Pharmacists Tara Storjohann and Jessica Wooster talk how to protect yourself from the sun

Sun Protection 101 55065218_l

Pharmacists Tara Storjohann and Jessica Wooster talk how to protect yourself from the sun. 

Summer has arrived, which means spending more time outside (most likely poolside) with friends and family. Increased sun exposure is a danger that we are often unaware of on a daily basis. Think of what you currently do to shield yourself from the sun, and chances are you might not be doing enough. Hopefully this article will share some tips on how to protect yourself from the sun this summer.


Skin cancer is the most common form of cancer in the United States and it’s estimated that one in five Americans will develop skin cancer in their lifetime, according to a report of skin cancer incidence by Archives of Dermatological Research. Basal cell and squamous cell carcinomas, the two most common forms of skin cancer, are highly curable if detected early and treated properly. According to the American Cancer Society, approximately one American dies from melanoma every hour. Early detection is key, as the five-year survival rate is 98 percent for people whose melanoma is detected and treated before it spreads.


Exposure to natural and artificial ultraviolet (UV) light is a risk factor for all types of skin cancer. It is advisable to avoid use of tanning salons unless you plan to use the spray or airbrush tans, which do not use UV light. Risk factors for all types of skin cancer include skin that burns easily; blond or red hair; a history of excessive sun exposure, including sunburns; tanning bed use; immune system-suppressing diseases or treatments; and a history of skin cancer. According to a review of cancer statistics by Siegel et. al., people with more than 50 moles, atypical moles, light skin, freckles, or a family history of melanoma are at an increased risk of developing melanoma.


Whether you plan to spend the day hiking, out on the water, golfing, or laying by the pool, it’s important to always use good sun protective measures. Because exposure to UV light is the most preventable risk factor for all skin cancers, The American Academy of Dermatology encourages everyone to protect their skin from the sun’s harmful UV rays by seeking shade, wearing protective clothing and routine application of sunscreen. Remember that the sun’s rays are strongest between 10 a.m. and 2 p.m.


It’s recommended to use a broad-spectrum, water-resistant sunscreen with a sun protection factor (SPF) of 30 or more to all exposed skin at least 15 minutes before going outdoors. “Broad-spectrum” provides protection from both ultraviolet A (UVA) and ultraviolet B (UVB) rays. Reapply sunscreen approximately every two hours, even on cloudy days, and immediately after swimming or heavy sweating. Seek shade when appropriate. Wear protective clothing, such as a long-sleeved shirt, pants, a wide-brimmed hat, and sunglasses where possible. Wearing more clothing is difficult to do in the warm summer months, but it is a method that ensures optimal UV protection.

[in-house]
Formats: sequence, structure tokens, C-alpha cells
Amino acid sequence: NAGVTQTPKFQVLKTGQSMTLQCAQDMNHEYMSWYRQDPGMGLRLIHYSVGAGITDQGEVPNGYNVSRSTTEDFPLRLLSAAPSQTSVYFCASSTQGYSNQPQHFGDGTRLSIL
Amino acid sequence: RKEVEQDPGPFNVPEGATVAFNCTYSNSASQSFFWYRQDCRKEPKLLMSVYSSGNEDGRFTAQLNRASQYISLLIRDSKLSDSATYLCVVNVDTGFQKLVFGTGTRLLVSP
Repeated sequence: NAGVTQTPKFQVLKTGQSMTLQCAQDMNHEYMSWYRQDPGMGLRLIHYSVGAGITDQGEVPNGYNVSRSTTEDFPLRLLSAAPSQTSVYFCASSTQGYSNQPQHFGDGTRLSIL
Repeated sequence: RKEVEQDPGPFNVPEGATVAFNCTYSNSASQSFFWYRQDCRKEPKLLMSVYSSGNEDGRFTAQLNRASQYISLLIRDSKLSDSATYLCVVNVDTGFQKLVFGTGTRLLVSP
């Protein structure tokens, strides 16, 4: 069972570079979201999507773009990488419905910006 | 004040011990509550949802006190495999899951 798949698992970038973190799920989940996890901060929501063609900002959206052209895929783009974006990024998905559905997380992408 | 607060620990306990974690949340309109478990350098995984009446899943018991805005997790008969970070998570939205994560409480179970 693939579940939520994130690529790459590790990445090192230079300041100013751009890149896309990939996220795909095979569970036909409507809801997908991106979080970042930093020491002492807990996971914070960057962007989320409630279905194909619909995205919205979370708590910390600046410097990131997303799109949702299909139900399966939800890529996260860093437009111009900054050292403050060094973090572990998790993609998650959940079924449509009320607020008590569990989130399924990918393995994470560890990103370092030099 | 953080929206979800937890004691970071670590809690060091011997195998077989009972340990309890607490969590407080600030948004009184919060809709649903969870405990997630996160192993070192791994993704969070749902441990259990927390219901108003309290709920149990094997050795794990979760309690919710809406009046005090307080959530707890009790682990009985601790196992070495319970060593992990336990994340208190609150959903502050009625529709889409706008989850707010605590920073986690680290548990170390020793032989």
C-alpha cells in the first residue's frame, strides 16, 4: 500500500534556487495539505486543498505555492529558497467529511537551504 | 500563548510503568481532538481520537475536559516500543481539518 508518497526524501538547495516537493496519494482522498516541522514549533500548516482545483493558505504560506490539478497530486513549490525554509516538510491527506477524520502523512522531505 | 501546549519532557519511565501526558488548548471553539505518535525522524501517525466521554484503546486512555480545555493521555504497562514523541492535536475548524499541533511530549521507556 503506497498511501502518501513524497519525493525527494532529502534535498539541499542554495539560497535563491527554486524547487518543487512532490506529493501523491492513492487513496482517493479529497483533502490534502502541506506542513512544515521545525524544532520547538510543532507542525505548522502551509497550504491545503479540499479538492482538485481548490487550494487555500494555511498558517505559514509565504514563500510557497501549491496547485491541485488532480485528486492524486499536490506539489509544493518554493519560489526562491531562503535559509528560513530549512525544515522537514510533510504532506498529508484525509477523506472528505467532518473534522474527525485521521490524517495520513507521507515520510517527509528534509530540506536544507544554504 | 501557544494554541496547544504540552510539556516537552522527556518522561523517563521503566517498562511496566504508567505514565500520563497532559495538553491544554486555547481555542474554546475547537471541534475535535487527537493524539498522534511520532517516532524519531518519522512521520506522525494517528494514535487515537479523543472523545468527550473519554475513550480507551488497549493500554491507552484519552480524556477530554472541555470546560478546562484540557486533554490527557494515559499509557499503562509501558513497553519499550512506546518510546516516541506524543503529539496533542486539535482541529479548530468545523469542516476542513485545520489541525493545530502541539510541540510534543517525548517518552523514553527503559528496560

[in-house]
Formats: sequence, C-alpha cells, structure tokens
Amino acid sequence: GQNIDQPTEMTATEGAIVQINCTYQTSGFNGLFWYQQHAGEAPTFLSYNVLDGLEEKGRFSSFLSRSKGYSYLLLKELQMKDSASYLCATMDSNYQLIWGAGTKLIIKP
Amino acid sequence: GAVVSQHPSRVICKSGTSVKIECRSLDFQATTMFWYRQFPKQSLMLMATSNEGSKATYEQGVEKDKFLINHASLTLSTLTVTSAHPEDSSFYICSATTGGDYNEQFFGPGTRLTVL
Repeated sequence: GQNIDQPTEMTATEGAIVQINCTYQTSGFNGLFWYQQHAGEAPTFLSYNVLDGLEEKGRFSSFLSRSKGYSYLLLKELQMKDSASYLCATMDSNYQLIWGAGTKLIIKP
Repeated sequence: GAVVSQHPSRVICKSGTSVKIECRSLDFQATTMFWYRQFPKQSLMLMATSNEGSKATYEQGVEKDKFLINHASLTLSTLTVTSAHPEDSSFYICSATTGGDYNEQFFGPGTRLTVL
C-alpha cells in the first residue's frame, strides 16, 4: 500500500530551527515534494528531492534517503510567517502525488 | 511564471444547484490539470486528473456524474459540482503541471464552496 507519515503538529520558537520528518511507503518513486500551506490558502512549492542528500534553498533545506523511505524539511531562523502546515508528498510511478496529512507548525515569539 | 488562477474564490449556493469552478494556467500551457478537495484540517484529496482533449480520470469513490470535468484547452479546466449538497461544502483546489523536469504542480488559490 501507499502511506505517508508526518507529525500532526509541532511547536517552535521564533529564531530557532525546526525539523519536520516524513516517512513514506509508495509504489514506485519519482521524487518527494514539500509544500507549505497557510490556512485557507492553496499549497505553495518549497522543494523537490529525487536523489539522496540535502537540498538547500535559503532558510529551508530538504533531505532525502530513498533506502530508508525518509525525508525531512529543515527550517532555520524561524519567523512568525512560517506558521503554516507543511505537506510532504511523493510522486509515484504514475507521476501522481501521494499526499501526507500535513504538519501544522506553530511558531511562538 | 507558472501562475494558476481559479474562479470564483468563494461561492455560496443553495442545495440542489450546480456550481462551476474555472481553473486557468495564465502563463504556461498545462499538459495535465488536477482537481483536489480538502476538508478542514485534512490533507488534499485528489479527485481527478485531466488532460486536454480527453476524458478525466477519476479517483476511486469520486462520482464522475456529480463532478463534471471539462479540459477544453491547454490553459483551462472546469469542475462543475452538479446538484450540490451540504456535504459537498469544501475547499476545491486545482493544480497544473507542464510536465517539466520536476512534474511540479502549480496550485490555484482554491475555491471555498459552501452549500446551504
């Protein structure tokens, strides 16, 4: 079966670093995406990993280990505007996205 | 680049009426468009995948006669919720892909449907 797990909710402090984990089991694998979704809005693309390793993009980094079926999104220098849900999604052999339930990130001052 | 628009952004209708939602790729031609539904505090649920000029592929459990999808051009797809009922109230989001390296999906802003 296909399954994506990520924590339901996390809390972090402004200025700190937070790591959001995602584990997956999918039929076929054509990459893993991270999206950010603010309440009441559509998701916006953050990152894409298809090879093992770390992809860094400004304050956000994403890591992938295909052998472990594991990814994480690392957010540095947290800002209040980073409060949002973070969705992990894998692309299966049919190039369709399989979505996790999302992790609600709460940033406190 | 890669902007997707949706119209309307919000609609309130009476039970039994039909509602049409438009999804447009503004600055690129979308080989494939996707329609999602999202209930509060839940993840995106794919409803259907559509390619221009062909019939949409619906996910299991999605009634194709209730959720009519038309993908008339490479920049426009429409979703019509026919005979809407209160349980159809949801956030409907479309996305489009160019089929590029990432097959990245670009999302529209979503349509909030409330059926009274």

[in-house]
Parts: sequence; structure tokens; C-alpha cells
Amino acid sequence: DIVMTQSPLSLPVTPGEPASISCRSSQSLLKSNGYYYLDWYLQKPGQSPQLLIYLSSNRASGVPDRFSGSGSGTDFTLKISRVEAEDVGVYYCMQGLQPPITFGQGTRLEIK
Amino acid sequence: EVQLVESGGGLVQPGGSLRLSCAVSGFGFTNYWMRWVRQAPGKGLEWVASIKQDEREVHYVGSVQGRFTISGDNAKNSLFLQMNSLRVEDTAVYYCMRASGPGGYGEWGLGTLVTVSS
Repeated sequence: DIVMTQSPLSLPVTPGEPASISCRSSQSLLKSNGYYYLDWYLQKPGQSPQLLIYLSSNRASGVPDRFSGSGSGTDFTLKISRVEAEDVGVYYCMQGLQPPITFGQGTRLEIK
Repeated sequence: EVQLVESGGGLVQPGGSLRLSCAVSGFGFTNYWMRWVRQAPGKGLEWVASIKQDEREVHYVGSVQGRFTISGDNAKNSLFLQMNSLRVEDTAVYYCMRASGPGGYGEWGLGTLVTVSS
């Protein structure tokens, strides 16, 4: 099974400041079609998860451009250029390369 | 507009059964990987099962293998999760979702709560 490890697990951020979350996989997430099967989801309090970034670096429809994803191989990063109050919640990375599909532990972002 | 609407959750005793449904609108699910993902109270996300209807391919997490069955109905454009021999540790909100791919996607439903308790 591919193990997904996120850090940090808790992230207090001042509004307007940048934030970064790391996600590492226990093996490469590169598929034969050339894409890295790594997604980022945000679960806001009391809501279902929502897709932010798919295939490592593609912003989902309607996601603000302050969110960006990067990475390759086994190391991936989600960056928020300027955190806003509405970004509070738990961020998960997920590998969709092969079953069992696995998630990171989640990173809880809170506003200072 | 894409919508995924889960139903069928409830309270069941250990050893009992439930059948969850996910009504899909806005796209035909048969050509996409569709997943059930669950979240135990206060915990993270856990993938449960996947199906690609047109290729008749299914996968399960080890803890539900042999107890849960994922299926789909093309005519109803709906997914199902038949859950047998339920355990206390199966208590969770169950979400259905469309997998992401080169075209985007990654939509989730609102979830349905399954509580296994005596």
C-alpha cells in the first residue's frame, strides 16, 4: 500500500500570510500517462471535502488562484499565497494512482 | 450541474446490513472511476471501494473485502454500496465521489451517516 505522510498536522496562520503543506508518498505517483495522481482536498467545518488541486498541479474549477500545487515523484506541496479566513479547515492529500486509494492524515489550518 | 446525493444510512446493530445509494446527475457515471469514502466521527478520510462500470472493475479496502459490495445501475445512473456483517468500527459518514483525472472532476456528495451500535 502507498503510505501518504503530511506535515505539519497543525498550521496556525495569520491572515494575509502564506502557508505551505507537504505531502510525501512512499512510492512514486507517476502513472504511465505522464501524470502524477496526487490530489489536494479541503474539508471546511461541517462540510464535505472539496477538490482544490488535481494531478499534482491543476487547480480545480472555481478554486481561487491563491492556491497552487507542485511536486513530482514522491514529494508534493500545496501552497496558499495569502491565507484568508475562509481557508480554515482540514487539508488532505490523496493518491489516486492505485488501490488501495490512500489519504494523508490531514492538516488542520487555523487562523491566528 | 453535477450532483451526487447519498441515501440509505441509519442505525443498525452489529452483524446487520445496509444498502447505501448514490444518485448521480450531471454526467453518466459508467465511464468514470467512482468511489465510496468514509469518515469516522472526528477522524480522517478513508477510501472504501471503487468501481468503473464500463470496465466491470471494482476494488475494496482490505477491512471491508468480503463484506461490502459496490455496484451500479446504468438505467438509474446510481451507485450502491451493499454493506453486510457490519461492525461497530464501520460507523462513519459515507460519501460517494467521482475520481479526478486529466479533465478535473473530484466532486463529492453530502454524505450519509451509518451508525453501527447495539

Regular inspection of your skin and moles is key to detecting skin cancer in its earliest, most treatable stages. Skin cancer warning signs include changes in size, shape or color of a mole or other skin lesion, the appearance of a new growth on the skin, or a sore that doesn’t heal. Make note of any spots when doing a skin check, and keep track of changes that occur such as an increase in size or change in appearance. If you notice any spots on your skin that appear to be changing, itching or bleeding, you should make an appointment with a dermatologist. According to the US Preventive Services Task Force, individuals with a history of melanoma should have a full-body exam by a dermatologist at least annually and perform regular self-exams for new and changing moles.

You may have heard of the ABCDEs of monitoring for skin cancer, which refers to the deadliest form of skin cancer, melanoma. Refer to the image for the ABCDEs to monitor for melanoma, which if detected early increases your survival risk immensely due to it being caught before it spreads to the lymph nodes.

In order to protect ourselves and loved ones, it is important that we protect our skin from the sun’s UV rays through adequate sun protection measures such as appropriate use of sunscreen, wear protective clothing, and seek shade especially during 10 a.m. to 2 p.m. when the sun’s UV rays are the strongest. Don’t forget to monitor your skin and make note of any moles that you should keep an eye on for changes or growth. It’s possible to enjoy being outdoors this summer and be safe if you remember these tips.

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